Greetings from Antarctica! Our team traveled from our homes first to Christchurch, New Zealand, where we assembled and enjoyed the sunny weather and green gardens before our trip south. We had been told ahead to pack a “boomerang bag” which we would take with us if our flight to Antarctica was turned back en route by fast-changing Antarctic weather, because we would not get all our luggage back until we finally made it to Antarctica. (We found out that the record for consecutive boomerangs was seven!) We had also been told that certain items were required in our carry on bags, which had to fit under our seats. We thought these were one in the same so were quite relieved to be told during the pre-flight briefing the day before our flight that the boomerang bag was just one of our checked bags.
Our 5-hour flight from Christchurch to McMurdo was on a US Air Force C-17 transport. The flight was smooth (and noisy - we wore ear plugs), and the bag lunch they gave us enough for two. We got to take turns going into the cockpit to take photos of Antarctica from the aircraft. The landing was super-smooth and then, Wow!, we stepped out and found ourselves on this giant ice sheet in Antarctica, with a smoking Mt. Erebus in the background! The US Antarctic Program (USAP) staff took us in large polar transporters across the ice sheet and then around roads to the McMurdo base. On the way we saw penguins, seals, the New Zealand base, and more great bleak Antarctic scenery. We had a quick orientation briefing, were issued room keys and linens, told where to get food and our luggage, and given a schedule for a few events we’d want to attend.
The large USAP McMurdo base resembles a clean, well-run polar mining town with about 1000 residents. There are no commercial activities, but otherwise it has just about everything you’d expect: dorms, a cafeteria (serving a variety of hearty food), a small store, post office, coffee house, bar, labs, gyms, support buildings ad infinitum, lots of heavy equipment, warehouses, fuel tanks, etc. Impressive attention is paid to waste management, recycling, and environmental stewardship, making it one of the cleanest towns on earth. There is a port - open only a very short time each year, and that only after break- in by a heavy icebreaker - with a man-made pier made of reinforced ice. There are hiking trails and historic sites. We had a guided tour to Robert Scott’s “Discovery Hut” from 1902, close by the base (seehttp://en.wikipedia.org/wiki/Discovery_Hut). While anyone can walk there, because we had a guide we were allowed inside, seven at a time. In the “freeze-dried” environment of Antarctica, everything down to animal carcasses awaiting skinning and boxes of supplies was just as it was, and is being left that way for the future.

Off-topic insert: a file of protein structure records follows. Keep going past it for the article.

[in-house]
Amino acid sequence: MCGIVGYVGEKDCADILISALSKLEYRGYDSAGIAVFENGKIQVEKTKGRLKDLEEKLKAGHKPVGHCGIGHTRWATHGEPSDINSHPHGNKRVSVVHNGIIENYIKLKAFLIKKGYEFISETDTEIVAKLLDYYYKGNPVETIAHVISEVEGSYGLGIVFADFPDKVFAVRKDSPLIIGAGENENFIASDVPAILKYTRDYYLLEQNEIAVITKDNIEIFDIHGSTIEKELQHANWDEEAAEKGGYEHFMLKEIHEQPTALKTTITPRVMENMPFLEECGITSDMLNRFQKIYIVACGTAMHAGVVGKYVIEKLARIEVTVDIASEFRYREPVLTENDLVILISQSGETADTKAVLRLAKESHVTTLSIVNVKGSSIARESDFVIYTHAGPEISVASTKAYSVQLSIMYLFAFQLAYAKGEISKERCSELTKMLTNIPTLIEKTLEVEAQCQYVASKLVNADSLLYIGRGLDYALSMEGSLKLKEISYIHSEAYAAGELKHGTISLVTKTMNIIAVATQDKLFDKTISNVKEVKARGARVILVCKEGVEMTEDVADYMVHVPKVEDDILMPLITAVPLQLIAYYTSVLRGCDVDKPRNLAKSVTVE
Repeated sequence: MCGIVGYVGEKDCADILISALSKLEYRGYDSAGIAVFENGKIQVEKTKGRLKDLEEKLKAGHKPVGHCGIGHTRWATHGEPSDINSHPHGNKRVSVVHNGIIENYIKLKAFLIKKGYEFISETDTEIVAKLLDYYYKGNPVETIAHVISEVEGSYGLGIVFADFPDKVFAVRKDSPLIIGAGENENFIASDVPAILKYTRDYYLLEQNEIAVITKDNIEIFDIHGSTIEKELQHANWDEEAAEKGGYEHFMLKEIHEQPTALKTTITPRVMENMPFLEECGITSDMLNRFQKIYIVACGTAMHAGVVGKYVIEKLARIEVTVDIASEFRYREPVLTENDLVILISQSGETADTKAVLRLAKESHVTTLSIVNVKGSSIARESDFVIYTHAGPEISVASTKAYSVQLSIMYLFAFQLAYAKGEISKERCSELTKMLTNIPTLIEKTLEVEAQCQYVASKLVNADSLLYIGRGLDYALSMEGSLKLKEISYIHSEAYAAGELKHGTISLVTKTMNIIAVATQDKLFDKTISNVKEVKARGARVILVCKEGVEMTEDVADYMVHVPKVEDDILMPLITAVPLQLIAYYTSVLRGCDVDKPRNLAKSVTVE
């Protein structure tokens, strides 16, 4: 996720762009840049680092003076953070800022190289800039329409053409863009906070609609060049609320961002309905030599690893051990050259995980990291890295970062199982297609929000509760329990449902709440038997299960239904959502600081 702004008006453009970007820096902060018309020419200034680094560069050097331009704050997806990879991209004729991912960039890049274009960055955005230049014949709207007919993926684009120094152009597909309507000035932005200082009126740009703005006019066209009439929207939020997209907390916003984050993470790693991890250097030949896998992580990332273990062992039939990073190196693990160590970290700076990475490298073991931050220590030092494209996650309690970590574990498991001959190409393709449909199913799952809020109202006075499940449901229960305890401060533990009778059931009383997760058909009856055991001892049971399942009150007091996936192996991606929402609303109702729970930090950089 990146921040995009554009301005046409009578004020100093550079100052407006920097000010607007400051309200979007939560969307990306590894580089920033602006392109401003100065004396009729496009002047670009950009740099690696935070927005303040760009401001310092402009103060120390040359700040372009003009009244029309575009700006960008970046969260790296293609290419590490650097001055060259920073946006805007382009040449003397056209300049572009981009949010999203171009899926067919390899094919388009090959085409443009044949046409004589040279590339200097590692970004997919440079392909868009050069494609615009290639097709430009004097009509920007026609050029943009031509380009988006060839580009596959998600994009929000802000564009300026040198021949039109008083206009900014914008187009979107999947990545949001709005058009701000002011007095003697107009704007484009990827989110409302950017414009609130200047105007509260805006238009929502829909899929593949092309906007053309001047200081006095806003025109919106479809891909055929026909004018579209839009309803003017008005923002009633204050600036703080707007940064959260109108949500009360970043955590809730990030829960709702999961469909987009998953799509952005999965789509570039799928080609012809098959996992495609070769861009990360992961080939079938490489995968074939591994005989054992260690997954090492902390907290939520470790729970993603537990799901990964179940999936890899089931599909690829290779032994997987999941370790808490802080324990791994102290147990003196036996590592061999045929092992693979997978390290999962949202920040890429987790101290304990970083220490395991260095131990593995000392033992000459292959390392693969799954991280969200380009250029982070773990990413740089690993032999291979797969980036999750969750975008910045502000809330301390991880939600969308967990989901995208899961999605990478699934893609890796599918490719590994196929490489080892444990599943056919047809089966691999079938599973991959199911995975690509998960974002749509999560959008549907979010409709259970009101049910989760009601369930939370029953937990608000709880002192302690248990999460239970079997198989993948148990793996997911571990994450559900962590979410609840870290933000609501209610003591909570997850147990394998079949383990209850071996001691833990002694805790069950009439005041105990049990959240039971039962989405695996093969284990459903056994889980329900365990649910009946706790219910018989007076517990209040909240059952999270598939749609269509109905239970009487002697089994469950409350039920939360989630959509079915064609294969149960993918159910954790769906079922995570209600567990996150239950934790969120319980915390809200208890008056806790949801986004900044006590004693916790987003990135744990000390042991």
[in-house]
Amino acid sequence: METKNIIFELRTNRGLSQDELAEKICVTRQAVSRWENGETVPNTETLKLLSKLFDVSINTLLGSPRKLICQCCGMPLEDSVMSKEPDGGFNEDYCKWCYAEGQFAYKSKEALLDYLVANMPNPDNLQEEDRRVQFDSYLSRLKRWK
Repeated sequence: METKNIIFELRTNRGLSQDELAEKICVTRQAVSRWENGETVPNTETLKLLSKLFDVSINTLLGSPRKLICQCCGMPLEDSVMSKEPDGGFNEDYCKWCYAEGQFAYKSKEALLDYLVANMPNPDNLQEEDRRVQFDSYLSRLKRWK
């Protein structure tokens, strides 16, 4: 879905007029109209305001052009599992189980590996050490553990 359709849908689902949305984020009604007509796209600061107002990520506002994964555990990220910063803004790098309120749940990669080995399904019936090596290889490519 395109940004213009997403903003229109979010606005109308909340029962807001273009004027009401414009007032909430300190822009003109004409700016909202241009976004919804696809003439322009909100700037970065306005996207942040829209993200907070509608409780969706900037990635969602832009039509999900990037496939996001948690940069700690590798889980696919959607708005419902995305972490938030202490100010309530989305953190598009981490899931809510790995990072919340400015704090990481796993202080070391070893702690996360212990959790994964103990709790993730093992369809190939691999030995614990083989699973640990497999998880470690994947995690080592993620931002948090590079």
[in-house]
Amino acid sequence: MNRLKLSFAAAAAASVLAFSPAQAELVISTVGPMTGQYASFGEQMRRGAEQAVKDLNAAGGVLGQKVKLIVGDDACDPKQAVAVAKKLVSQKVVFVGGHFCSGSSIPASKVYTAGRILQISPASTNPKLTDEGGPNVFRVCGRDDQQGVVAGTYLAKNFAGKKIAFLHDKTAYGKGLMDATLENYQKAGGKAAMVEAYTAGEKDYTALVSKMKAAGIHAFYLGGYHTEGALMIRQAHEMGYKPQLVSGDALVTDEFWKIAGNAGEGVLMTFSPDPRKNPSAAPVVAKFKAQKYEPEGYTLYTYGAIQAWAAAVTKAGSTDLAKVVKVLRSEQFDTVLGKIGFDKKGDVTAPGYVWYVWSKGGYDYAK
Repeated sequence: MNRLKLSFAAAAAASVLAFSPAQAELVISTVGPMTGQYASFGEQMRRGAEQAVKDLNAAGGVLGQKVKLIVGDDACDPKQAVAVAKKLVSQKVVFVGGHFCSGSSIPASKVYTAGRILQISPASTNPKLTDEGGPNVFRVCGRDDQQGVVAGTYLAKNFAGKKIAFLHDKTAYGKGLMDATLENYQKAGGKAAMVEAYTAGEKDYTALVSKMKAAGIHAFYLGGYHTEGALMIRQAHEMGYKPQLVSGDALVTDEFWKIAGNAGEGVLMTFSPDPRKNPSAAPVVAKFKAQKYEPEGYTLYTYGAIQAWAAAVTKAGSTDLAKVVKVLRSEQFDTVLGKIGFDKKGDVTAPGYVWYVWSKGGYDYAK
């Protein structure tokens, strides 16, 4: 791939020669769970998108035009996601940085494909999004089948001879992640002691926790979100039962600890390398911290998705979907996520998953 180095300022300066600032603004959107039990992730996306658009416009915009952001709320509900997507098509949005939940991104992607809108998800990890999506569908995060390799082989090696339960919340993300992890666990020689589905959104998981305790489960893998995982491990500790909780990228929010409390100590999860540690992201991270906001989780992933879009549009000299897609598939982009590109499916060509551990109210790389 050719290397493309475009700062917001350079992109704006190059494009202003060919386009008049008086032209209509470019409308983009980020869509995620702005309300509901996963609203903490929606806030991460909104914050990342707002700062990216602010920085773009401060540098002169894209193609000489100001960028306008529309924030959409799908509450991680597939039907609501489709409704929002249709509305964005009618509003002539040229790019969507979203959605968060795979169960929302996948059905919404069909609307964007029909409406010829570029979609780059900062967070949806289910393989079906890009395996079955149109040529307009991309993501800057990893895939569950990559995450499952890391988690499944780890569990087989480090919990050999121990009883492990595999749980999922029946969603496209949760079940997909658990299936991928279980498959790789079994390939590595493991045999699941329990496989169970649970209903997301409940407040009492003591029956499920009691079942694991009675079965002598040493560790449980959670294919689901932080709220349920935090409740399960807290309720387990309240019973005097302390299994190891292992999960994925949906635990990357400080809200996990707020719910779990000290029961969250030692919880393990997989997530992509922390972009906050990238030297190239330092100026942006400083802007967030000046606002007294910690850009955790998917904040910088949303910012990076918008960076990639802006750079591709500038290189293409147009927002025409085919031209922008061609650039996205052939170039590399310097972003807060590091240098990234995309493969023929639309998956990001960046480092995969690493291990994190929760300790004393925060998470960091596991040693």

Speaking of “freeze-dried”, that’s how we felt after walking back from the hut to the base into a stiff and very cold wind - evening air temperature had dropped to 5 degF - the term “wind chill” (in that case well below -20) was certainly appropriate! (In Christchurch the USAP issued us cold weather clothing, and we were glad we had it.) But for the most part temperatures have been in the teens, and today’s 23 degF and light winds make it feel almost balmy. Our ship, the research icebreaker Nathaniel B. Palmer, arrived yesterday morning and fueling began immediately. (The McMurdo base reverts to its 200-person winter status this weekend and the fueling crew needed to get done so they could head home.) The departing science party will be off the ship this morning, and we board and begin loading right after lunch today.